Merit and reconciliation may be different names for a single reality, the general salvific causality. Yet these two names are not synonyms, for they signify the same reality under different aspects. Therefore we may postulate something of salvific causality as merit, which could not be said of it as reconciliation, and vice versa.
The same is true for the application of salvific causality. Here too we find different names for a single reality, the distribution of graces, and these names are also not synonyms, for they throw light on the same reality from divergent angles. So that, as we can attribute something different to the Passion of our Lord, according as we designate it merit or reconciliation, in the same way we may ascribe something other to the distribution of graces according to whether we call it reconciliation or consummation of merits.
Hence, even if Mary’s mediation of grace, of which we treated in the preceding article, could not take place otherwise than through her powerful intercession, it would still be true that the titles Mediatrix of all graces and Suppliant Omnipotence are no more synonymous than the names co-reconciliation and co-merit, so that they entirely justify separate consideration.
The word prayer may be taken in various senses, but the strictest meaning is: an exposition of our desire in the presence of God, hoping that he will fulfill it (III, 21.1). The point here is a desire of the will, the fulfillment of which is beyond our own reach and which we consequently present to God so that he may do what we ourselves cannot. We are speaking thus of the prayer of petition.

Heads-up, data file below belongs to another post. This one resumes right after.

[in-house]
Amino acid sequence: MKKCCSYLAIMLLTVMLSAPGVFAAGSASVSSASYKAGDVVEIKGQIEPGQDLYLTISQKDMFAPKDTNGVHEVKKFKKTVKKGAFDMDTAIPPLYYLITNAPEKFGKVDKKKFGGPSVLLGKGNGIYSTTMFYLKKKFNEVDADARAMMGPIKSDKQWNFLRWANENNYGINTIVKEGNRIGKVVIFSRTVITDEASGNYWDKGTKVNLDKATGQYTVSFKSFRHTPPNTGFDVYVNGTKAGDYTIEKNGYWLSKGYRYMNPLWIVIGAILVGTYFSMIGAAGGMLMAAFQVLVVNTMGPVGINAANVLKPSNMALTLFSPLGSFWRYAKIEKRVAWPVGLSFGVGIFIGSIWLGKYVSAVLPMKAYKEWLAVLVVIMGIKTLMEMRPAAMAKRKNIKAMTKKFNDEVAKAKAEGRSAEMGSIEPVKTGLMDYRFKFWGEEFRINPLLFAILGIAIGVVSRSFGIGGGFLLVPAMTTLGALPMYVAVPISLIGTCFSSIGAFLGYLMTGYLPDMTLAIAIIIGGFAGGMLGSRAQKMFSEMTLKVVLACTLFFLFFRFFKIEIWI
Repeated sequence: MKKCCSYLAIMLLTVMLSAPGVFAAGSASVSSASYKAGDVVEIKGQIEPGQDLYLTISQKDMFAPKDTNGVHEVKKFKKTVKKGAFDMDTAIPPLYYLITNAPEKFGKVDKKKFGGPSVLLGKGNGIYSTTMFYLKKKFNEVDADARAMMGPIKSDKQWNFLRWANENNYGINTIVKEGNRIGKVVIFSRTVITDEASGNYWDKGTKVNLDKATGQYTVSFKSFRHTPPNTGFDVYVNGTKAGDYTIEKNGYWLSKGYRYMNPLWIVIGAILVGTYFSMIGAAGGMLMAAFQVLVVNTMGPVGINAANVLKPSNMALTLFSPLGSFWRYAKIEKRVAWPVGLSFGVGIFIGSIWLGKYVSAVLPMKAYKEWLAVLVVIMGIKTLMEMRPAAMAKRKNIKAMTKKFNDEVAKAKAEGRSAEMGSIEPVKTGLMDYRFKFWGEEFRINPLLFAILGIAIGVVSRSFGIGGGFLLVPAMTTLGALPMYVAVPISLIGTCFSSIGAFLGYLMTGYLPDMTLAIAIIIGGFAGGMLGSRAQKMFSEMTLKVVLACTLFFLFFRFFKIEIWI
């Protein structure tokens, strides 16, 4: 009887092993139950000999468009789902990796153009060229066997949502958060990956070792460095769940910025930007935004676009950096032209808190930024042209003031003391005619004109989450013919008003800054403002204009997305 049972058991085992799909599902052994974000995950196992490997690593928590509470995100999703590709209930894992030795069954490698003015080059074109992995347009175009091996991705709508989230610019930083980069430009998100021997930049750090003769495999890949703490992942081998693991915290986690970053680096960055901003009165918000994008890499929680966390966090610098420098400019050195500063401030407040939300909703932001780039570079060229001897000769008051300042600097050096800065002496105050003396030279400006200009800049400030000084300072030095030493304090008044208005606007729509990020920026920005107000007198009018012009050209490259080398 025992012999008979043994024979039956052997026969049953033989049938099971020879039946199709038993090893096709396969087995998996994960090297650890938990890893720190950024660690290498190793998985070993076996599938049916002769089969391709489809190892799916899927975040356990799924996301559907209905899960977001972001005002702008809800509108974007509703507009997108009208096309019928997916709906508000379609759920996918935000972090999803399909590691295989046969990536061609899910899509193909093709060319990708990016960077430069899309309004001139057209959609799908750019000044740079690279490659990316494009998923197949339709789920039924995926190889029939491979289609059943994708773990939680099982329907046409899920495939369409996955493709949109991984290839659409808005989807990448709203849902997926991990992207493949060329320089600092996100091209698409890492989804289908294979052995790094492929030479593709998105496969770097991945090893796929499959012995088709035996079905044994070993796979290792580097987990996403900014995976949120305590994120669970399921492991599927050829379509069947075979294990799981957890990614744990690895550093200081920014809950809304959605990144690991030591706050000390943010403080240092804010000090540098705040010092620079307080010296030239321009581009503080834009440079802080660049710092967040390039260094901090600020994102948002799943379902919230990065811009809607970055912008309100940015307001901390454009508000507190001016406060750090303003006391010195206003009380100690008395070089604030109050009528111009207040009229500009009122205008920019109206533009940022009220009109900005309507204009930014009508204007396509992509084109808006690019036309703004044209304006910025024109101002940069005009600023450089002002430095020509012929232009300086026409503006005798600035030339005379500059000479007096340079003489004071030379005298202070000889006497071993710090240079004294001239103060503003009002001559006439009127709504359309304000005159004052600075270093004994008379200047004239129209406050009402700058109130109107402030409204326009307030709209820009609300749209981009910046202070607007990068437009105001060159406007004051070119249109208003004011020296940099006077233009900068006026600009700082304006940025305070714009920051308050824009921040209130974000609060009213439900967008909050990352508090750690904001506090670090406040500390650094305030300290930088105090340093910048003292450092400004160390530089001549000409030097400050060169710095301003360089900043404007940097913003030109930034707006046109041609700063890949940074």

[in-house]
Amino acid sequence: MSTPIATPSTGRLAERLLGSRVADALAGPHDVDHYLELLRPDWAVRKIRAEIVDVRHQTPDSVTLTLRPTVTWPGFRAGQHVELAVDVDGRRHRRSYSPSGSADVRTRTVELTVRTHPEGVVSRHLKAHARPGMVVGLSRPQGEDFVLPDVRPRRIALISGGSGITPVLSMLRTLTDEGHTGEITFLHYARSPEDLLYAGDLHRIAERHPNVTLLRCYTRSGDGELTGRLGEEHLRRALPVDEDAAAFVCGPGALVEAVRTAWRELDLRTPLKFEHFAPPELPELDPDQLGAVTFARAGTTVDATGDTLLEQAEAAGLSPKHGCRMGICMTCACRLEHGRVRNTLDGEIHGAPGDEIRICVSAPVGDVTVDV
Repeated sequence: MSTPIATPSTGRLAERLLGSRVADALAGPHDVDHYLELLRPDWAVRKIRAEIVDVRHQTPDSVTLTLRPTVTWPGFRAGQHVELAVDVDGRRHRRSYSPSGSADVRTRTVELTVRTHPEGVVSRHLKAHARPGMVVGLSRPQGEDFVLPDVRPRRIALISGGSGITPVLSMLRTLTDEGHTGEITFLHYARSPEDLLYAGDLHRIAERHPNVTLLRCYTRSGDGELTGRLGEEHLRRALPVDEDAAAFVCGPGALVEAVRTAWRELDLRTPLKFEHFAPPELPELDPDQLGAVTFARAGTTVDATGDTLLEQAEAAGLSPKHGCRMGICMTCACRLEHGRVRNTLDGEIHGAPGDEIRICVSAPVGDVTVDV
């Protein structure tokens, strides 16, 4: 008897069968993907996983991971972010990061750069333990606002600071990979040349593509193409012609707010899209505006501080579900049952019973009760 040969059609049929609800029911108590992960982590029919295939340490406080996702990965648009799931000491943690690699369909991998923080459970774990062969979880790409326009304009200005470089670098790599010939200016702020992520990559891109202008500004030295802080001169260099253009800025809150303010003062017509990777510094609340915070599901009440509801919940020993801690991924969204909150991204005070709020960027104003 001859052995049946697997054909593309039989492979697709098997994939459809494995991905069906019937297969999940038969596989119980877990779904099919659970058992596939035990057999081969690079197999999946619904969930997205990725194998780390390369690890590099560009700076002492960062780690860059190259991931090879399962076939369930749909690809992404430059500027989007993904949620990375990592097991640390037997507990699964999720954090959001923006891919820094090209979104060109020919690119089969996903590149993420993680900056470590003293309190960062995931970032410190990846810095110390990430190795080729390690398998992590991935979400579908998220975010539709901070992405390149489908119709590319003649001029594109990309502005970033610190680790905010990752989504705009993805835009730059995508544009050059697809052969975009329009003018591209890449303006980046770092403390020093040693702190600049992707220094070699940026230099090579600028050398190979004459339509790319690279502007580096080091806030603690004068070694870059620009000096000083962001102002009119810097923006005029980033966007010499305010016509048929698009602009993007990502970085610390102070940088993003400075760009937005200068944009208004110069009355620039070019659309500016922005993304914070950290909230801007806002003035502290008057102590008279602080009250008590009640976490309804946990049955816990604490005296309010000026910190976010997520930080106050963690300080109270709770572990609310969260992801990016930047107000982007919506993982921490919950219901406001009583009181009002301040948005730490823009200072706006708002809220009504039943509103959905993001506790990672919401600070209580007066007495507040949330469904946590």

Such a prayer of petition may be explicit, when we give it expression by means of words from our lips or our minds; but it may also be a silent prayer, if we do not put the desire itself into words, but do or say something in which it is implicit. A striking example of a silent prayer was once given by a Rotterdam beggar. He did not want to be caught begging by the police, and for this reason had himself wheeled about in an invalid-chair. But he had hung a placard on his breast which read: “It is most unfortunate to be blind and paralyzed.” The man asked for nothing; he did not even affirm that he was himself blind and paralyzed, and yet everyone saw in it an urgent prayer to give him an alms!
The prayer of petition, whether explicit or silent, made for love of God and in a state of grace, is a good work, and as such has the double property of being meritorious and satisfactory. Meritorious, in so far as it fits us for heaven; satisfactory, in so far as it lessens our culpability in God’s eyes. But besides this, the prayer of petition has this speciality that does not belong to any other form of good work: it has what we call the power of impetration. This is very important, for we can certainly obtain by our prayers much that we do not deserve. After losing sanctifying grace by sin, for instance, we cannot start obtaining it again, but our prayers for mercy may well be heard. In like manner we cannot merit conversion for others, for the principle of merit, sanctifying grace, is immediately directed to our own salvation only, but we can certainly under definite conditions obtain conversion for others, (vide II-II, 83.15 ad sum).
In heaven, the saints no longer have merit or satisfaction at their disposal, but they can certainly pray. They can pray for themselves in so far as anything might be lacking to their own blessedness, but above all their prayer of petition will be intercession for us who are not yet in heaven. There is no possibility of doubting the reality of this intercession, for Holy Church teaches it explicitly (Denzinger 984). Moreover it is also obvious that the saints in heaven, just like us on earth, are bound by the divine virtue of charity to desire heaven for other men and consequently to pray for it.
The impetratory power of their prayers depends on a double foundation: on the one hand, on the free, divine acceptance of these prayers (II-II, 83.11 ad 1um en 83.15), for there is no question here of any kind of right, but of an entreaty. But on the other hand a reason may be given in support of this entreaty, and the merits of the saints may be the reason why their prayers are heard: they can intercede for us, because they merited this during their previous life (III Sent. 18.1.2 ad sum, II-II, 83.11 ad 5um).
The hearing of a prayer, t